Flip-flops have no doubt found their way into a permanent part of our summer wardrobe. As temperatures start to rise, we begin to exchange our constricting heels and no-nonsense dress shoes for our favorite pair of breezy flip-flops.
Flip-flops—one of the oldest types of footwear in the world—originated in ancient Egypt, where Egyptians created coiled-sewed sandals. These early flip-flops provided a cooler alternative for the sweltering Egyptian heat. More modern flip-flops appeared in Japan with the zori, which are Japanese sandals often made of straw or rubber. As soldiers returned home from World War II, many brought back the zori as gifts and souvenirs. By the 1960’s, flip-flops became a must-have for beach-goers.
Now, flip-flops are worn virtually everywhere during warm months, whether it be pool-side or in the office. Remember the national attention they received when showing up at the White House? Flip-flops, however, have a darker side that can often be hazardous to health.
Not only do flip-flops harbor risks for injury, such as the sprained ankles after falls, but the amount of bacteria that live on one pair of flip-flops is astounding. According to a 2009 report from the TODAY show and the University of Miami, 18,000 bacteria, such as fecal matter and the dangerous bacteria Staphylococcus often call flip-flops their home. The TODAY show also reported that one six year old child’s pair contained germs that had the potential to cause yeast infection and diaper rash.
The footwear is also a popular choice for days at the lake or the beach, and many are not hesitant to trek their exposed feet into a public restroom. The New York Daily News reported that a single pair contained about 13,900 more bacteria than a pair that had not been in a public restroom.
Dr. Philip M. Tierno Jr., director of clinical microbiology and immunology at New York University’s Lagone Medical Center reported to the TODAY show that if flip flops were worn during three summer months, 93% of them would have fecal bacteria present, and 20% would possess E. coli.
Wearing flip-flops frequently can also breed problems with the feet. Auburn University researchers reported that people who wear flip-flops tend to take much shorter steps than those who wear traditional athletic shoes, as well as the tendency to scrunch their toes in order to obtain a better grip of the flip-flop. The researchers found that those who walk in the footwear alter their gait, resulting in foot pain and problems with the hips and lower back.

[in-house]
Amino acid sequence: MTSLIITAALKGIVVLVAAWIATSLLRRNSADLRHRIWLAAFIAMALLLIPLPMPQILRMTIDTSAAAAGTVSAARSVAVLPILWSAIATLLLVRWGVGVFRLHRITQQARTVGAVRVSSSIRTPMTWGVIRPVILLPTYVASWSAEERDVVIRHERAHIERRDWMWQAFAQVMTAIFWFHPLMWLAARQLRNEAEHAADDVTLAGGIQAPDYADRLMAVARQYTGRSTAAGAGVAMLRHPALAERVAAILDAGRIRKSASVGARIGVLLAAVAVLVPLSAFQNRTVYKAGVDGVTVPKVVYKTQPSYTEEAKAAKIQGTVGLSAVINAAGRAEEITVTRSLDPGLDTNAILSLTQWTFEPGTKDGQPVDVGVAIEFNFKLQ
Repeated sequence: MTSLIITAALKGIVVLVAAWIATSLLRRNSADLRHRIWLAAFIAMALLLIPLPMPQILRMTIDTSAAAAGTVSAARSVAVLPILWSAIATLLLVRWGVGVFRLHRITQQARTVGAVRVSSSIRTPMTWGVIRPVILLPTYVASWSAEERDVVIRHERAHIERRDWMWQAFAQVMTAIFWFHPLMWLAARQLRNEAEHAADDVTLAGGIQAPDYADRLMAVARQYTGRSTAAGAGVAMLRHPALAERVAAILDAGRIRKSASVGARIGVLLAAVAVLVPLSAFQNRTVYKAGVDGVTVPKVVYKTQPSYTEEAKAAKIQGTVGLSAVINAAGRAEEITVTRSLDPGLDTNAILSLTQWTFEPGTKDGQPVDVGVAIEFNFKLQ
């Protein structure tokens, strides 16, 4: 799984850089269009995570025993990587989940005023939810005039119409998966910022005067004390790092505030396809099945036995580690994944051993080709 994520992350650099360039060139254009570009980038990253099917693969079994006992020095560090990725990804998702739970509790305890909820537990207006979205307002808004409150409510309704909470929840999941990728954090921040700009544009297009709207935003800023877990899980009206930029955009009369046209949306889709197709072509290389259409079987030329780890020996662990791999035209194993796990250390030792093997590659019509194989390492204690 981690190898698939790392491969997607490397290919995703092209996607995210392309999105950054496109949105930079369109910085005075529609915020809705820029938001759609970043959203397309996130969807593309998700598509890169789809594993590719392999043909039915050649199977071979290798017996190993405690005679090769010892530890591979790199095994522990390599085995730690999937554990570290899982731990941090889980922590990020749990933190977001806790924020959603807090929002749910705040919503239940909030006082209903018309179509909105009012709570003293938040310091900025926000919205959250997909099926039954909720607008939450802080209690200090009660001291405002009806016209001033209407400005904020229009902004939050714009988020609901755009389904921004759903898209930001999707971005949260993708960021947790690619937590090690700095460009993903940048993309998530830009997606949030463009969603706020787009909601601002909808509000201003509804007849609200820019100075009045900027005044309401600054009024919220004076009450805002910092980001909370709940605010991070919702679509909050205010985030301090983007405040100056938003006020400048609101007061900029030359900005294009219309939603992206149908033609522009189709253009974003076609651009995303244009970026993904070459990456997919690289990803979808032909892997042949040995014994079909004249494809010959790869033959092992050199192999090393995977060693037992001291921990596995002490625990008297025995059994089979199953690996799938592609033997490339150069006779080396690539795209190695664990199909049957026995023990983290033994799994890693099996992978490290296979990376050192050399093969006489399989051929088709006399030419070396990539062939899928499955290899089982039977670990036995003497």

Lack of support may also lead to troubles with the feet. The Huffington Post reported that the thick band of tissue that runs from the heel to the ball of the foot—otherwise known as the plantar fascia, which creates the foot’s arch—can become inflamed due to lack of support and over-wear. This inflammation is known as plantar fasciitis and can also lead to sharp pains in the heel or arch or allows the foot to eventually flatten out.
The American Podiatric Medical Association (APMA) has provided helpful tips about flip-flops in order to insure safe and healthy wear:
• Try shopping for flip-flops of a higher quality. Soft leather can help minimize possible irritation to your skin.
• Use the bend-test. Bend the flip-flop gently end-to-end, making sure it bends at the ball of the foot, and not in-half.
• Make sure no part of the foot hangs off at either end.
• Wear a sturdier pair in public places such as public pools, the beach, hotel and locker rooms.
• Throw away pairs after severe wear.
• Never ignore irritation between toes, as it can lead to more serious problems.
• Avoid wearing flip-flops if you plan to walk long distances.
• Never play sports in flip-flops, which can often lead to sprains, breaks, and twists of the foot or ankle.
• Look for flip-flops that hold APMA’s seal of Acceptance.
It is recommended to avoid excessive wear of flip-flops, and instead to opt for a sturdy sandal. It is important to make sure to not touch feet or flip-flops while they are being worn and to wash feet thoroughly after wear in order to combat exposure to bacteria. Reserving them exclusively for pool, lake, or beach use can also help reduce the risk of health problems and injury.